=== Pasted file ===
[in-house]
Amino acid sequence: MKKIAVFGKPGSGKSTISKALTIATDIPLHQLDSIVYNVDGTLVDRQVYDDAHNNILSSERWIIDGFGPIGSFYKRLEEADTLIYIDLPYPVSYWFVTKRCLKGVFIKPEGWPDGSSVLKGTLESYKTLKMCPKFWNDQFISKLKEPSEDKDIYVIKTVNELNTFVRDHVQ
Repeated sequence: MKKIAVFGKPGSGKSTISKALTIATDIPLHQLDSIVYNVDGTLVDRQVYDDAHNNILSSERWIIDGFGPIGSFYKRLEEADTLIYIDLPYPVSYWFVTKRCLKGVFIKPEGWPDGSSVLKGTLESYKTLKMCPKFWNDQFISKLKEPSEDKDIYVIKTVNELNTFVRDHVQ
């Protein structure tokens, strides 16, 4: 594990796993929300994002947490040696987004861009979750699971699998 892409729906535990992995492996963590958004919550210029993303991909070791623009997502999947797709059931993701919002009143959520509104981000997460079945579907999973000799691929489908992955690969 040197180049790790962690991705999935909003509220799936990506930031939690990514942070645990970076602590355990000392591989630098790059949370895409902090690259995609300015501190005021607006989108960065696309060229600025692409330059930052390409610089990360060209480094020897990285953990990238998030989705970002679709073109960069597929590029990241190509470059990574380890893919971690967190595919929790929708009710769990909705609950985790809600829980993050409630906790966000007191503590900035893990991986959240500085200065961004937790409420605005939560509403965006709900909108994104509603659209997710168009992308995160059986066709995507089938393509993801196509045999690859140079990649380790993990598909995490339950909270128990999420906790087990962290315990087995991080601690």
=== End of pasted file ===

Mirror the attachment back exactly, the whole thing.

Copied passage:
[in-house]
Amino acid sequence: MKKIAVFGKPGSGKSTISKALTIATDIPLHQLDSIVYNVDGTLVDRQVYDDAHNNILSSERWIIDGFGPIGSFYKRLEEADTLIYIDLPYPVSYWFVTKRCLKGVFIKPEGWPDGSSVLKGTLESYKTLKMCPKFWNDQFISKLKEPSEDKDIYVIKTVNELNTFVRDHVQ
Repeated sequence: MKKIAVFGKPGSGKSTISKALTIATDIPLHQLDSIVYNVDGTLVDRQVYDDAHNNILSSERWIIDGFGPIGSFYKRLEEADTLIYIDLPYPVSYWFVTKRCLKGVFIKPEGWPDGSSVLKGTLESYKTLKMCPKFWNDQFISKLKEPSEDKDIYVIKTVNELNTFVRDHVQ
């Protein structure tokens, strides 16, 4: 594990796993929300994002947490040696987004861009979750699971699998 892409729906535990992995492996963590958004919550210029993303991909070791623009997502999947797709059931993701919002009143959520509104981000997460079945579907999973000799691929489908992955690969 040197180049790790962690991705999935909003509220799936990506930031939690990514942070645990970076602590355990000392591989630098790059949370895409902090690259995609300015501190005021607006989108960065696309060229600025692409330059930052390409610089990360060209480094020897990285953990990238998030989705970002679709073109960069597929590029990241190509470059990574380890893919971690967190595919929790929708009710769990909705609950985790809600829980993050409630906790966000007191503590900035893990991986959240500085200065961004937790409420605005939560509403965006709900909108994104509603659209997710168009992308995160059986066709995507089938393509993801196509045999690859140079990649380790993990598909995490339950909270128990999420906790087990962290315990087995991080601690």